One of the biggest draws to Italy–other than the food, the fashion, the wine, the natural beauty, I could go on forever here–is its history. To wander the Colosseum where gladiators fought, to explore the Forum where Julius Caesar spoke are experiences we can’t have just by looking at photos online.
So, whether you’ve left home to soak in as much history as possible and are wanting more, or just want to escape the overwhelming crowds of tourists in Rome for a while, check out these five sites in Italy, all home to ancient ruins you won’t want to miss!
Ostia Antica was the main port of ancient Rome, and provides a wonderful view into the daily life of an average Roman, rather than the Romans who could afford a villa at, say, Pompeii. This site is huge–it was a town, after all–and is perfect for an outing within the immediate vicinity of Rome. Residential homes, marketplaces and storefronts, religious spaces, the baths, the theater and so much more are accessible for visitors here. You may reserve a guided tour of the site, and here is a cafeteria, bookshop and museum, making Ostia a great option for a half- or full-day trip.
How to get there from Rome: Take the Linea B Metro to the Porta San Paolo-Piramide stop and take the Roma Lido train to the Ostia Antica stop. The ruins are a five minute walk straight out of the train station.
Site opening hours: Tuesday-Sunday, 8:30 a.m. -dark, more or less (check website for closing times, as it varies by season; the earliest closing time of the year is 4:30 p.m.
Price: € 8
The lesser known victim of the eruption of Vesuvius, the town of Herculaneum was buried by pyroclastic flows, which actually preserved the town much better than its well-known neighbor, Pompeii. Here, you can still see original woodwork in some places, beautiful mosaics, and the site’s size makes it manageable enough to see in a day.
Note: there is no cafeteria here, although there are places to buy food on the way from the train station to the site. Bring water.
While you’re in the area, also check out Naples and its remarkable archaeological museum (and remarkable pizza, supposedly the birthplace of Pizza Margherita!), buy a combo ticket and get lost in Pompeii, too, or use it as an excuse to see Sorrento and the Amalfi Coast.
How to get there from Rome: Take a train to Napoli Centrale (about 2 hours on an Intercity train, only about an hour on a high-speed Freccia); then, take either the Circumvesuviana Napoli-Sorrento or the Circumvesuviana Napoli-Poggiomarino and get off at the Ercolano stop.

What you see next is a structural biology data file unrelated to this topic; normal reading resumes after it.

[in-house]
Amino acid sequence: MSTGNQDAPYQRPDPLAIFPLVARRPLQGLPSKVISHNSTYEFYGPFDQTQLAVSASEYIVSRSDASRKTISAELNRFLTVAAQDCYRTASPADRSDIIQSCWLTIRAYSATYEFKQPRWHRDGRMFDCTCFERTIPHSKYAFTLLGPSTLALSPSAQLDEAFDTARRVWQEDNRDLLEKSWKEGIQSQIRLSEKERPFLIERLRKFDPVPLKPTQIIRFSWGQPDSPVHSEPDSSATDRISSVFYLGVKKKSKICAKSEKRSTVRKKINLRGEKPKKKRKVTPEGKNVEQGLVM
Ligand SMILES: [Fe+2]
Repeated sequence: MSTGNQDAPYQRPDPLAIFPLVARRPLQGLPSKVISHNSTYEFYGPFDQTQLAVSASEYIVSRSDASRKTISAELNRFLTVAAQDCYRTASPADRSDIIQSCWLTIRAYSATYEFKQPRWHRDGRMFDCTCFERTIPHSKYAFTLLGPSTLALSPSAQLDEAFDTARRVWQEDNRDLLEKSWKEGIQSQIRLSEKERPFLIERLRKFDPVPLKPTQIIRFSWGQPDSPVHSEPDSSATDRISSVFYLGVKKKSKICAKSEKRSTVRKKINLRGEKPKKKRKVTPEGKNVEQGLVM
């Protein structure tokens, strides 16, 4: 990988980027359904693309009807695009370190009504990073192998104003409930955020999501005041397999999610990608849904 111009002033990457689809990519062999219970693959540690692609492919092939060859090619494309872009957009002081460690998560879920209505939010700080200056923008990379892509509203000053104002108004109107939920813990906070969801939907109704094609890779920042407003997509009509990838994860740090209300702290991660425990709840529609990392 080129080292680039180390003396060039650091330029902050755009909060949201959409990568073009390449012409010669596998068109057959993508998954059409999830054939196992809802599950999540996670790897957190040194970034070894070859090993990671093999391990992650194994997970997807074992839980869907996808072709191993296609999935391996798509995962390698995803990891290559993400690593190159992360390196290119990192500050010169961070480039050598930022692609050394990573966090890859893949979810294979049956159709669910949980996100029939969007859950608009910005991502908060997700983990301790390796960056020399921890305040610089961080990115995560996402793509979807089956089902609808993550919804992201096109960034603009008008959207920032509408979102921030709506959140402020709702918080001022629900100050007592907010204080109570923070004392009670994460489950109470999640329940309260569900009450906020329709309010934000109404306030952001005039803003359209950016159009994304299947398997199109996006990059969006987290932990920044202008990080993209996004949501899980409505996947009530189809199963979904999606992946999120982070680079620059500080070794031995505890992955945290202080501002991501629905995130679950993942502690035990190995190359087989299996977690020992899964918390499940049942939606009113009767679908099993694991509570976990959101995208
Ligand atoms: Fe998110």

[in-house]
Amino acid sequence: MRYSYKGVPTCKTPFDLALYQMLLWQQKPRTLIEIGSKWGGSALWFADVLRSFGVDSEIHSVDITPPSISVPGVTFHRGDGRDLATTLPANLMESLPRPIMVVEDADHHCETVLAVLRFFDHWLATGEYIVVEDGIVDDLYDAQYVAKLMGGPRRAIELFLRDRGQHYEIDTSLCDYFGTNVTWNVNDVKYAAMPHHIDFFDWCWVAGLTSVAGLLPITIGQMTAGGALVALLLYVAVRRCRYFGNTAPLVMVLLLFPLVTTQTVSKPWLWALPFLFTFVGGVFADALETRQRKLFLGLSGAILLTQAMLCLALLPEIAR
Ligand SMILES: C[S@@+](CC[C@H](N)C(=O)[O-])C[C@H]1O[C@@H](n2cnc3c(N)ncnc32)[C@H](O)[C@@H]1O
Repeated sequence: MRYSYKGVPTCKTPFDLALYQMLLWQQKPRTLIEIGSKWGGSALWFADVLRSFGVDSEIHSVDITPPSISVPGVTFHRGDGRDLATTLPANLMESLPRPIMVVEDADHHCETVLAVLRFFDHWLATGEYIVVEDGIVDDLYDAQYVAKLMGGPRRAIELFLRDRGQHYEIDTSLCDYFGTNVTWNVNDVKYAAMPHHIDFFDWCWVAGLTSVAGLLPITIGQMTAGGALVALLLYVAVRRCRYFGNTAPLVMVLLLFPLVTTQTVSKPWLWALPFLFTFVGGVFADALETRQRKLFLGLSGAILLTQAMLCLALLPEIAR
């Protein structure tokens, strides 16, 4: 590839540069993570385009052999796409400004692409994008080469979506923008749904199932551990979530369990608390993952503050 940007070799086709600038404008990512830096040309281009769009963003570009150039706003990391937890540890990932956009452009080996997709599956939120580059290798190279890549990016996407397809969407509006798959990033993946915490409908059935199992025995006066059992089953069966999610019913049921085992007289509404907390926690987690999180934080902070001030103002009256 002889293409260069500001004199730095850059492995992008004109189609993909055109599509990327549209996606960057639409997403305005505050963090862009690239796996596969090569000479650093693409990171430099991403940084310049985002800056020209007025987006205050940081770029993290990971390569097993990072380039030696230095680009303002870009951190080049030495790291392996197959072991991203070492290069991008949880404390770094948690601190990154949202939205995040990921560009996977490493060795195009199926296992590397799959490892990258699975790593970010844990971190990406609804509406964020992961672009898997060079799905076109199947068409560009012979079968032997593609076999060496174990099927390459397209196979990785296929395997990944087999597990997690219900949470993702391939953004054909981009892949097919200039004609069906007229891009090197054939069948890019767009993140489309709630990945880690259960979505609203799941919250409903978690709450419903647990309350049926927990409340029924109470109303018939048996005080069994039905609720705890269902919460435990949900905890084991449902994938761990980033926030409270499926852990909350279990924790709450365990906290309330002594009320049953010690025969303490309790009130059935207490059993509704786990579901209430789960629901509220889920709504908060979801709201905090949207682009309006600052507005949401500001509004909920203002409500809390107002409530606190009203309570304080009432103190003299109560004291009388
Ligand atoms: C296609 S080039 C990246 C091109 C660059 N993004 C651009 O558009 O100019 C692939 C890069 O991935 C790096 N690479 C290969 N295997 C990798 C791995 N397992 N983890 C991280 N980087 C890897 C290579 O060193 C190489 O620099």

Site opening hours: Daily, 8:30 a.m.-5 p.m. (Nov 1-March 31) or 8:30 a.m.-7:30 p.m. (Apr. 1-Oct. 31)
Price: € 11
Pro-tip: If you are planning to do a lot of sightseeing in the area, consider buying a combo-ticket at the site for € 20, which is valid for 3 days and grants entry to Pompeii, Herculaneum, Stabia, Oplonti and Boscoreale.
If you’ve ever wanted to glimpse into the afterlife, Tarquinia is a great place to try. Home to Monterozzi, a large Etruscan necropolis that predates the Romans, visitors can enter the ancient tombs and admire the many paintings that have been preserved. Audioguides are available at the necropolis, as is a small cafeteria. Some of the more remarkable tomb paintings were painstakingly moved to the archaeological museum in town, which is truly top-notch. Plus, there’s a beach!
How to get there from Rome: Regional & Fast Regional trains go to Tarquinia, with a change at Civitavecchia for the regionals. Trip time takes 1 hour to 1:40. Note: the train station is 3 km from the actual city center; there are taxis and local buses that provide services into town and to the necropolis.
Site opening hours: Tuesday-Sunday, 8:30 a.m. to 7:30 p.m. (summer hours); 8:30 a.m.- around sunset (winter season). The museum is open until 7:30 p.m.
Price: Necropolis only: € 6; Necropolis + museum combo ticket: € 8
Tivoli is home to Hadrian’s Villa, a 250-acre retreat for the emperor, who was also an architecture buff and dabbled in design himself. It is home to an excellent Roman example of an Alexandrian garden, and definitely worth a visit before the ruins are destroyed by weathering. Audioguides are available.
How to get there from Rome: Trains run from Rome to Tivoli regularly (take CAT Bus 4 to get to Villa Adriana); Or, COTRAL buses run from Ponte Mammolo on the line B metro in Rome to Hadrian’s Villa (look for “Villa Adriana”). For super detailed explanations on getting to Villa Adriana from Rome or Tivoli on public transportation–photos and all–click here.
Site opening hours: 9 a.m.-at least 6 p.m. daily (close times vary depending on time of year)
Price: € 11
These beautiful Greek temples (yup, Greek!) are more than 2500 years old and scatter the landscape at Paestum, which is a modern-day seaside resort town. Visitors can explore the roughly 60 acres of excavated land, and take a look at the goodies discovered in the temples in the nearby museum.
Note: This site is 1.5 hours south of Naples, so plan accordingly (read: probably not a good day trip from Rome, but perfect for a weekend getaway in the south!)
How to get there from Rome: See the above note. But from Naples trains leave regularly and last a little less than 90 minutes and buses and trains leave from Salerno and last about 30-45 minutes. The ruins are about a 20 minute walk from the station.
Site opening hours: Daily from 8:45 a.m. -an hour before sunset; the museum is open daily from 8:30 a.m.-7:30 p.m.
Pro-tip: The museum is only open two Mondays of the month; be sure to check the schedule before your visit.
Price: € 7 for site and museum
* indicates UNESCO World Heritage Site
Have you ever seen ruins in Italy? What were your favorites?